Sunday, 25 September 2016

St Chad's, the YNU and Leeds MSc Ecologists.

Have you ever wondered how people learn about all the wonderful creatures and creepy crawlies in Yorkshire?

Have you heard of the Yorkshire Naturalists' Union, Yorkshire's prestigious society for both naturalists and natural history societies - that is now 155 years old?

Have you ever thought -"Is there anything of wildlife interest in my local churchyard?"


Well read on.

Each year, at the beginning of the Leeds University MSc Ecology Course, a day at St Chad's (Far Headingly, Leeds) is arranged with members of the Yorkshire Naturalists' Union and the new students.  The YNU "experts" get their transport paid, and the chance to inspire the "next generation". The students have opportunity to meet people with expertise on groups of animals and plants ... and learn a little about a new subject.  Such people are now becoming as rare as some of the plants and animals they study.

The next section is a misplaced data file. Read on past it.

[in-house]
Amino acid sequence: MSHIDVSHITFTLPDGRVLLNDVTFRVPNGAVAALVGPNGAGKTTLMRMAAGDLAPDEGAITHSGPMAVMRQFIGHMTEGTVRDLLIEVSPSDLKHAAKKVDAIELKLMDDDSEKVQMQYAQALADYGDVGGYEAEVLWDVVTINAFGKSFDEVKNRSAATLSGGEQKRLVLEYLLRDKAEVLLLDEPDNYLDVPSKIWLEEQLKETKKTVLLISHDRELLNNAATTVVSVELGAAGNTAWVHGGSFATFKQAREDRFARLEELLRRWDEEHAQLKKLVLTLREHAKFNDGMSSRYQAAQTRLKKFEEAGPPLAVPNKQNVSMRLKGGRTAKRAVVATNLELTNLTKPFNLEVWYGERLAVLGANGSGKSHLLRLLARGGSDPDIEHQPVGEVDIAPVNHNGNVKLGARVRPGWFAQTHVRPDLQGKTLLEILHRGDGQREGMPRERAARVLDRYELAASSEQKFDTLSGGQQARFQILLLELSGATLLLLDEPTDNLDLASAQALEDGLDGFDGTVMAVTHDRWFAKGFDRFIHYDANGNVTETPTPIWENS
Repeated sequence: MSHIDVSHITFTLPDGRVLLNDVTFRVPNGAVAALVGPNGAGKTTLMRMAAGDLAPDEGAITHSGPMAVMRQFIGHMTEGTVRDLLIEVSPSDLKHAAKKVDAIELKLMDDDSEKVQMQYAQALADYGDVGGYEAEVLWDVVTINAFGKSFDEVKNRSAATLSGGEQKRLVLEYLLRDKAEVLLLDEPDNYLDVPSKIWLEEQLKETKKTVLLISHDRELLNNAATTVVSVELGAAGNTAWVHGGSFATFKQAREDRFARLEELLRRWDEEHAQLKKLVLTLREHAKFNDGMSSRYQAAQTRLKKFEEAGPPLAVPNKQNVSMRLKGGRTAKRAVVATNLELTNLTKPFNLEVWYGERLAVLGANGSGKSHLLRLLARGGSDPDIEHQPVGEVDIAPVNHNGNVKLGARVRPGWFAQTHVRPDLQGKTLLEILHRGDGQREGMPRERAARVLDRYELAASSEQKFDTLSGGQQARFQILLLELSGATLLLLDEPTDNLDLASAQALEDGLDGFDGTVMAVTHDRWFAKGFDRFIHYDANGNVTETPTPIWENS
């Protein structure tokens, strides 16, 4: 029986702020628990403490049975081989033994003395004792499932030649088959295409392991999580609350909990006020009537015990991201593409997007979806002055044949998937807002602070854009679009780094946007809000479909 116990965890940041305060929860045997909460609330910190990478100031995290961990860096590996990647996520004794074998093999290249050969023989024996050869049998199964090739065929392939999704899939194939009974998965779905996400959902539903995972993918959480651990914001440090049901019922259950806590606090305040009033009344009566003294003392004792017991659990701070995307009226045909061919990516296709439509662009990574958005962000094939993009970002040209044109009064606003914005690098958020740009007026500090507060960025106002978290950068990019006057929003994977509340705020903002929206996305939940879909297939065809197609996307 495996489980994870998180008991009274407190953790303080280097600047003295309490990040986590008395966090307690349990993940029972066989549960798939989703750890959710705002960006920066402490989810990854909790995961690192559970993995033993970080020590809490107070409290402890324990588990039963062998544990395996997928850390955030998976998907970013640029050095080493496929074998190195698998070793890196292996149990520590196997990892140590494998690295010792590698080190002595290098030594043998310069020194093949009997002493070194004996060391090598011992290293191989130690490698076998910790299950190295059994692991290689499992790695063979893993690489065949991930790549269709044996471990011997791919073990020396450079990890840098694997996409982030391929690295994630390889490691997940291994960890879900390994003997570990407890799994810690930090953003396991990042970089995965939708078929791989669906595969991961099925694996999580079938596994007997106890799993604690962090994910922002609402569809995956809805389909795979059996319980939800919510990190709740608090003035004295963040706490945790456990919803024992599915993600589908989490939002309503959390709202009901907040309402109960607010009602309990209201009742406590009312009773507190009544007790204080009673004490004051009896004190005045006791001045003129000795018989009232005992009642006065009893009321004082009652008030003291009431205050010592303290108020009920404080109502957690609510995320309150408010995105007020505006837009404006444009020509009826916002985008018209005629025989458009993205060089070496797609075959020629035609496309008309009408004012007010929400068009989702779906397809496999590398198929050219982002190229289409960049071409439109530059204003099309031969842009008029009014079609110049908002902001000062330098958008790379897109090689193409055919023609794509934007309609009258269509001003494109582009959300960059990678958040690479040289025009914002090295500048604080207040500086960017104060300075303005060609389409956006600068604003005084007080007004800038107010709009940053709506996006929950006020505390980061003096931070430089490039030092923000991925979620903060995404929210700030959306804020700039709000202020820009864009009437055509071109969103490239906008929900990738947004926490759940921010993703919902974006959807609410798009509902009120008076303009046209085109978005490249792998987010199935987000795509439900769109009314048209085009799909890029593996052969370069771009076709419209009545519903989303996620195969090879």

The YNU started 155 years ago. (We celebrated out 150th anniversary in 2011)
It is an umbrella organsation for 45 natural history societies in Yorkshire and nearby. It also has individual members who are enthusiasts in various fields of natural history.

This year Albert Henderson and Chris Young were not running a lichens workshop - so I had opportunity to run the workshop.

You learn by teaching.  :)

I just hope my four students will go away and try teaching other people a couple of the lichens that they learned to identify..

I went to St Chad's Church, Far Headingly the week before to meet Suzanne Dalton who is involved with St Chad's Green Team. She showed me round the churchyard and gave me copies of the excellent Nature Trail Leaflet and the Geology Leaflet.  

I was able to see how the churchyard is managed for wildlife.  The church was dedicated in 1868. It was built on farmland before herbicides and pesticides and intensive fertilizers were used, so there are some remnants of wildflowers and grasses such as Good Friday Grass and Sweet Vernal-grass. There is an area of grassland where the Pink Waxcap (or Ballerina) fungus grows (This was formerly a red data species).

She also gave me a list of lichens that the YNU had recorded in 2003.. specifically Chris Hitchin and albert Henderson 22-23 September..

Leeds at the beginning of the last century had very bad sulphur dioxide air pollution and soot. Leeds still has air pollution due to car fumes etc. The lichen flora is very restricted. "But this will make it easier for teaching complete beginners." I told myself.